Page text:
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PA´TERA (φιάλη), a round shallow vessel like a large saucer, but somewhat deeper than our ordinary saucer. Varro (L. L. 5.122) and Macrobius (Macr. 5.21) derive its name from its: flat, expanded shape ( “planum ac patens” ). It had neither the foot and stem nor the two handles which belonged to the cylix [CALIX; VAS]. It must be observed that alike in sacred and common use it served only for liquids, and those writers who have described it as also used for solids have confounded it with patella, which they have erroneously taken to be a diminutive of patera. Another error to be avoided is the confusion of the Homeric φιάλη with the later φιάλη, which was identical with the Latin patera. As Curtius points out (Etym. 498), the Homeric φιάλη was not used for drinking, but as a kind of smaller λέβης or kettle, which could be placed on the fire (whence the epithet ἀπύρωτος for a new φιάλη, Il. 23.270), and also as an urn for ashes. Aristarchus teaches this in the words ὅτι φιάλην (of Homer) οὐ τὸ [p. 2.350]παρ᾽ ἡμῖν ποτήριον, ἀλλὰ γένος τι λέβητος ἐκπέταλον. From these words and from its use in Homer we may conclude that, though shallower than the λέβης and probably smaller, it was still a deep vessel and not of that saucer shape which belongs to the familiar patera. The epithet ἀμφίθετος of the Homeric φιάλη was a puzzle to Athenaeus, a solution of which cannot now be given with confidence. It is not possible in etymology to accept the view that it means round, nor the suggestion of Athenaeus himself that it may mean “excellently made.” We are left with the view of Aristarchus that it was a vessel which could stand on either end. Heyne understands this to mean a double cup of the hour-glass or dice-box shape: more probably it was so called because, whereas the ordinary Homeric λέβης was rounded at the bottom so that, if otherwise unsupported, it could only stand inverted, the Homeric φιάλη had a flat bottom, and could stand either way (for the discussion, see Athen. 11.501).

The post-Homeric φιάλη was of the shape described at the beginning of this article; it never had a handle (differing in that respect from one form of the Italian patera mentioned below), nor any stem, but often, as in the examples given below, a low base; sometimes, as we are told, it had knobs or supports, which were called ἀστράγαλοι: the φιάλη with these knobs at the bottom was called βαλανωτὴ or καρυωτή (Ath. 11.502 b), the knobs being compared to nuts or acorns. Another feature very common in φιάλαι and paterae was the ὄμφαλος. This was a hollow boss in the centre of the interior or upper side, as shown in the woodcut. Athenaeus distinguishes φιάλαι ὀμφαλωτοί,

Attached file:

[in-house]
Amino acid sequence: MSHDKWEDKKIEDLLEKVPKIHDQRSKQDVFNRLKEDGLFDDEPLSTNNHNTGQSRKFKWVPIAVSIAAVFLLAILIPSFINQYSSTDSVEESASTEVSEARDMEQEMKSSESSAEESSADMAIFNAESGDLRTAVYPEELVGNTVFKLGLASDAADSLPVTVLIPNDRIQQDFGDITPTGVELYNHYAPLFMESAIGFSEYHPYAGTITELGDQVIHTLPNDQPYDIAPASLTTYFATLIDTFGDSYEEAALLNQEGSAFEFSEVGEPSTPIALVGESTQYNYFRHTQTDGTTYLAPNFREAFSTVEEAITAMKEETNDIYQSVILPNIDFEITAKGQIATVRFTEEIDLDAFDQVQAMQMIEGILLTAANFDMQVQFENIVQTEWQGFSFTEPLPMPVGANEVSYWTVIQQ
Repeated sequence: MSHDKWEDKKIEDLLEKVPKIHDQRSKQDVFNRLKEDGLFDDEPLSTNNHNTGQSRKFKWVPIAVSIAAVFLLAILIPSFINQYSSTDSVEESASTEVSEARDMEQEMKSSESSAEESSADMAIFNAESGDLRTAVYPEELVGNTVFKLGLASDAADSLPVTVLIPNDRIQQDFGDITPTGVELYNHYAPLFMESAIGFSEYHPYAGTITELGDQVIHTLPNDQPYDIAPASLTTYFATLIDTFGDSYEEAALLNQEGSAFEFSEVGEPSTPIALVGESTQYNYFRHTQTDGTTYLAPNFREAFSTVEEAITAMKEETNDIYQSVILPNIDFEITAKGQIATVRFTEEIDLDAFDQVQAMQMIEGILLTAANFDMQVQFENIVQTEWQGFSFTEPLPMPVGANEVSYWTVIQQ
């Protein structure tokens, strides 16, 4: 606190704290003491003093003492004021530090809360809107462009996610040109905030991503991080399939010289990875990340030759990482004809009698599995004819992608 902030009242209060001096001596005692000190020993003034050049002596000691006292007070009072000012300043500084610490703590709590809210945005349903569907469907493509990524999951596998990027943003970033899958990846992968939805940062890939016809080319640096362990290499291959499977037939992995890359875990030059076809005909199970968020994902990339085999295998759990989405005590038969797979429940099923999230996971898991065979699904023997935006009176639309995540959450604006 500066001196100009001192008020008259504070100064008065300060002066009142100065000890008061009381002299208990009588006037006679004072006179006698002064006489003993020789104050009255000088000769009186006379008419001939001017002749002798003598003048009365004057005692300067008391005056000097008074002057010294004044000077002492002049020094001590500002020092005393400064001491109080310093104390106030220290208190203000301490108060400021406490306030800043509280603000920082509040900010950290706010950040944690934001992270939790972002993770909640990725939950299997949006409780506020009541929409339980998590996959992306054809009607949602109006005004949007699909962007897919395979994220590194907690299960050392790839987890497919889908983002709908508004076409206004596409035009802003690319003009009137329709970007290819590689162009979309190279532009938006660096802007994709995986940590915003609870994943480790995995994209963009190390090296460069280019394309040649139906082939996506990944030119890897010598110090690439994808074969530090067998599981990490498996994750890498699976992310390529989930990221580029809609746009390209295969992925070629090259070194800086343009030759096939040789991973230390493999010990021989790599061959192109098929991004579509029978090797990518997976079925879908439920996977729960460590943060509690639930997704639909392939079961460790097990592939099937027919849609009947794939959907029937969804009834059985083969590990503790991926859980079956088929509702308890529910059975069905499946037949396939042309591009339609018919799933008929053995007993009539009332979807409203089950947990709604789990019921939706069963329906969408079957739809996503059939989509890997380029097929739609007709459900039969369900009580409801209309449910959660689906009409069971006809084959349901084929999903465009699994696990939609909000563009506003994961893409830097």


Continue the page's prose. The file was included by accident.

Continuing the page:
Φιάλη ὀμφαλωτός. (From the British Museum.)

and gives an equivalent name φθοῖς. The φιάλη or patera was usually held in the flat of the hand (though not always, as may be seen in the famous Sosias-cylix, Baumeister, Taf. xcii.), and it is easy to understand that the ὄμφαλος gave a better hold, the fingers catching in the hollow of the boss underneath. The material was either earthenware or metal, bronze, silver and gold (ἀργυρὶς and χρυσίς): the φιάλαι in Plat. Crit. 120 A are of gold. (Examples of gold and silver paterae found in Cyprus are given in Cesnola, pp. 316, 337.) The φιάλη of post-Homeric times was used for drinking (Plat. Symp. 223 C; Pind. N. 9.121), and so classed among ἐκπώματα (Hdt. 9.80); but its most characteristic use was for pouring libations (Hdt. 2.151; Plat. Crit. l.c., &c.). The φιάλη for libations, held by the officiating person, was usually filled by an attendant from an οἰνοχόη: in the passage cited from Plato's Crit. the wine seems to be dipped in the φιάλη from the κρατήρ.

The usual Italian patera was identical with the φιάλν in shape [see SIMPULUM]. One of white marble found at Hadrian's villa is now in the British Museum. It is 14 inches in diameter and 1 3/4 high. It is cut with skill, the

Patera, from Hadrian's Villa.

marble being not much more than a quarter of an inch thick. In the centre is a female bucchante with a long tunic and a scarf floating over her head, encircled by a wreath of ivy. The decorations indicate a patera dedicated to Bacchus. Some paterae, however, had one handle (which the φιάλη never had), as in the woodcut below, a bronze patera found at

Patera, from Pompeii.

Pompeii. This seems to have been commoner in Etruscan paterae, of which there are several in bronze and terracotta in the British Museum with the single handle. An Etruscan relief in Inghirami, Mon. Etrus. vi. pl. M, shows a youth bringing for libation the two vessels, an oinochoe [p. 2.351]and a patera, the latter having a handle. It is possible that the addition of the handle may be an Etruscan invention. The material was often only earthenware (Hor. Sat. 6.116); but often also silver (Mart. 3.41, 6.13, 8.33; Plin. Nat. 33.156); sometimes gold (Mart. 14.95; Juv. 5.39--in both, the word phiala is used; Verg. A. 1.729). It was originally used as a drinking cup (Varro, L. L. 5.122), but> afterwards especially for libations (Hor. Od. 1.31, 2; 4.5, 34;--Ov. Met. 9.160), whence it became the insigne of the EPULONES though often it served both purposes, as in the passage cited from Virgil. A representation of the libation, from Trajan's Column, is given under PAENULA [For libations, see SACRIFICIUM]

[J.Y] [G.E.M]

hide References (13 total)
  • Cross-references from this page (13):
    • Herodotus, Histories, 2.151
    • Herodotus, Histories, 9.80
    • Homer, Odyssey, 1.31
    • Homer, Odyssey, 4.34
    • Homer, Iliad, 23.270
    • Homer, Odyssey, 1.2
    • Homer, Odyssey, 4.5
    • Ovid, Metamorphoses, 9.160
    • Vergil, Aeneid, 1.729
    • Martial, Epigrammata, 14.95
    • Martial, Epigrammata, 3.41
    • Martial, Epigrammata, 6.13
    • Martial, Epigrammata, 8.33
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